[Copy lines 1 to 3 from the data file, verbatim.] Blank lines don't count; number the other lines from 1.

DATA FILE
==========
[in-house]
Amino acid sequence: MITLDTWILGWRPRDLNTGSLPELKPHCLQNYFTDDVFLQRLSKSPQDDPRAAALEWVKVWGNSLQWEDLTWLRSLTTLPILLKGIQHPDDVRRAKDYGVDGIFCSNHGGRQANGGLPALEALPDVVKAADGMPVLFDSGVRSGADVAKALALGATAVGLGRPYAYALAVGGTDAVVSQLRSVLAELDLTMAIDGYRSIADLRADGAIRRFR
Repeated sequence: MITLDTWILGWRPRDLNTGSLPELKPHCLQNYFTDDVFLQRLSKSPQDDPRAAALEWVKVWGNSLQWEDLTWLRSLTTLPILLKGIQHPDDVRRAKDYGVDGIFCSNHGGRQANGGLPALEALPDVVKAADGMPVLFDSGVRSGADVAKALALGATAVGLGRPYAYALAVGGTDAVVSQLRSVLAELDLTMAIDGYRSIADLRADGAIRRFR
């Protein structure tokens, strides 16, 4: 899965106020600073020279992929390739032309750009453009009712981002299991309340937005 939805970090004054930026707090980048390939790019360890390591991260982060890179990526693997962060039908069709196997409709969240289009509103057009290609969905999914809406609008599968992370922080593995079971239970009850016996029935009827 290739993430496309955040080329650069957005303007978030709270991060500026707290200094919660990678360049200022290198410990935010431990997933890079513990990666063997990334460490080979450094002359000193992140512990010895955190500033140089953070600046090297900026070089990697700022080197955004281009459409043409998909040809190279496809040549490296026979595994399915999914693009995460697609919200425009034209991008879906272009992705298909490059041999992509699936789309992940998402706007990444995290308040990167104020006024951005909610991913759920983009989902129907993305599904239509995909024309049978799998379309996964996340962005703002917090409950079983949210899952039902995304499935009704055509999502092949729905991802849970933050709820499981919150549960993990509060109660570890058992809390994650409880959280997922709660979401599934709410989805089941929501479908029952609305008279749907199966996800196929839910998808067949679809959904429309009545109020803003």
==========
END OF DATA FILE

[in-house]
Amino acid sequence: MITLDTWILGWRPRDLNTGSLPELKPHCLQNYFTDDVFLQRLSKSPQDDPRAAALEWVKVWGNSLQWEDLTWLRSLTTLPILLKGIQHPDDVRRAKDYGVDGIFCSNHGGRQANGGLPALEALPDVVKAADGMPVLFDSGVRSGADVAKALALGATAVGLGRPYAYALAVGGTDAVVSQLRSVLAELDLTMAIDGYRSIADLRADGAIRRFR
Repeated sequence: MITLDTWILGWRPRDLNTGSLPELKPHCLQNYFTDDVFLQRLSKSPQDDPRAAALEWVKVWGNSLQWEDLTWLRSLTTLPILLKGIQHPDDVRRAKDYGVDGIFCSNHGGRQANGGLPALEALPDVVKAADGMPVLFDSGVRSGADVAKALALGATAVGLGRPYAYALAVGGTDAVVSQLRSVLAELDLTMAIDGYRSIADLRADGAIRRFR